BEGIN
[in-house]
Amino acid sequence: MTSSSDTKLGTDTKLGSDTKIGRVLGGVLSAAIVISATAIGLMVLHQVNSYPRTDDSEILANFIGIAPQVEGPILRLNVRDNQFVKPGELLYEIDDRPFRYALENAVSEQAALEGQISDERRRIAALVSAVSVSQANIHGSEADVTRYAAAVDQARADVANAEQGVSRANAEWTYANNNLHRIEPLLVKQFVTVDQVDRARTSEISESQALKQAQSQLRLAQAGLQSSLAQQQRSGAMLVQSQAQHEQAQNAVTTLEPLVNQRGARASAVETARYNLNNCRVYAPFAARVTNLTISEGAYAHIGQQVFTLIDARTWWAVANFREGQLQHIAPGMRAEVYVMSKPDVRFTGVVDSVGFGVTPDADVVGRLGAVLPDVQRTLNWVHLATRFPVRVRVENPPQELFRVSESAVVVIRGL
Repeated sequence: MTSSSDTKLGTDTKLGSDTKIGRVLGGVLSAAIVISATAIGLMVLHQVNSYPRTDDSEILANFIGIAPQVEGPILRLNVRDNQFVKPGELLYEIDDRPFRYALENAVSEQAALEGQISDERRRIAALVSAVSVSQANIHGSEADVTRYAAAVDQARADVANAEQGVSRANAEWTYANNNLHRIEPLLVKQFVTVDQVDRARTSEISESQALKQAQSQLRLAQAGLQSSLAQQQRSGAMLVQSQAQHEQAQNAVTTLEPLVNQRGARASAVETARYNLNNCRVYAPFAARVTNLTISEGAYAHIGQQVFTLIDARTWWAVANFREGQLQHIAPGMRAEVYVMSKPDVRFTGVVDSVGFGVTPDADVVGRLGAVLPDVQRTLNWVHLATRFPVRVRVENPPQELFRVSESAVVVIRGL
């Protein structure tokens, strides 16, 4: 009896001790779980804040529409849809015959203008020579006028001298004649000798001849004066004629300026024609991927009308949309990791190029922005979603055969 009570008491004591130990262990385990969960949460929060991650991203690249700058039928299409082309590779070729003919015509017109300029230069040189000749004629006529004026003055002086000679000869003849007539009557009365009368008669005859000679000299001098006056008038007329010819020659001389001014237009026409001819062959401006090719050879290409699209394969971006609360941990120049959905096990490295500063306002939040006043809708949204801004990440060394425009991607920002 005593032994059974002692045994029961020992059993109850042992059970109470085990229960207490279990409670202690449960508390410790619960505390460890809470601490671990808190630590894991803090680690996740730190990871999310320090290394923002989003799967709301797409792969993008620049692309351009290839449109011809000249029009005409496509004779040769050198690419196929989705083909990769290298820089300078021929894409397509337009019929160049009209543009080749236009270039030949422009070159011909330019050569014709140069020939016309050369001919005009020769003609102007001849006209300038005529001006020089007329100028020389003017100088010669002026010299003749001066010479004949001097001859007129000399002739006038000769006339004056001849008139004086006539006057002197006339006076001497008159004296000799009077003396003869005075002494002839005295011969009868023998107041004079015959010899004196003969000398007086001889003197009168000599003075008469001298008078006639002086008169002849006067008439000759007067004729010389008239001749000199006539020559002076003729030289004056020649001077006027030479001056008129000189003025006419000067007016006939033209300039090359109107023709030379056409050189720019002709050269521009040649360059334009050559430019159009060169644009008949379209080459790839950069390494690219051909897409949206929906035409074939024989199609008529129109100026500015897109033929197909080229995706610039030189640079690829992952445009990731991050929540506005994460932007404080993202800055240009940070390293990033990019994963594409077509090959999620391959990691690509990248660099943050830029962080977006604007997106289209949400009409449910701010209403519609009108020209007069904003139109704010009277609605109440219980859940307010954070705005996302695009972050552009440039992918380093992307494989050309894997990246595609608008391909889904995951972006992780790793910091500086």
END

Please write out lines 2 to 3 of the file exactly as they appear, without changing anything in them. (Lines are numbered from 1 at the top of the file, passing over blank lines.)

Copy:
Amino acid sequence: MTSSSDTKLGTDTKLGSDTKIGRVLGGVLSAAIVISATAIGLMVLHQVNSYPRTDDSEILANFIGIAPQVEGPILRLNVRDNQFVKPGELLYEIDDRPFRYALENAVSEQAALEGQISDERRRIAALVSAVSVSQANIHGSEADVTRYAAAVDQARADVANAEQGVSRANAEWTYANNNLHRIEPLLVKQFVTVDQVDRARTSEISESQALKQAQSQLRLAQAGLQSSLAQQQRSGAMLVQSQAQHEQAQNAVTTLEPLVNQRGARASAVETARYNLNNCRVYAPFAARVTNLTISEGAYAHIGQQVFTLIDARTWWAVANFREGQLQHIAPGMRAEVYVMSKPDVRFTGVVDSVGFGVTPDADVVGRLGAVLPDVQRTLNWVHLATRFPVRVRVENPPQELFRVSESAVVVIRGL
Repeated sequence: MTSSSDTKLGTDTKLGSDTKIGRVLGGVLSAAIVISATAIGLMVLHQVNSYPRTDDSEILANFIGIAPQVEGPILRLNVRDNQFVKPGELLYEIDDRPFRYALENAVSEQAALEGQISDERRRIAALVSAVSVSQANIHGSEADVTRYAAAVDQARADVANAEQGVSRANAEWTYANNNLHRIEPLLVKQFVTVDQVDRARTSEISESQALKQAQSQLRLAQAGLQSSLAQQQRSGAMLVQSQAQHEQAQNAVTTLEPLVNQRGARASAVETARYNLNNCRVYAPFAARVTNLTISEGAYAHIGQQVFTLIDARTWWAVANFREGQLQHIAPGMRAEVYVMSKPDVRFTGVVDSVGFGVTPDADVVGRLGAVLPDVQRTLNWVHLATRFPVRVRVENPPQELFRVSESAVVVIRGL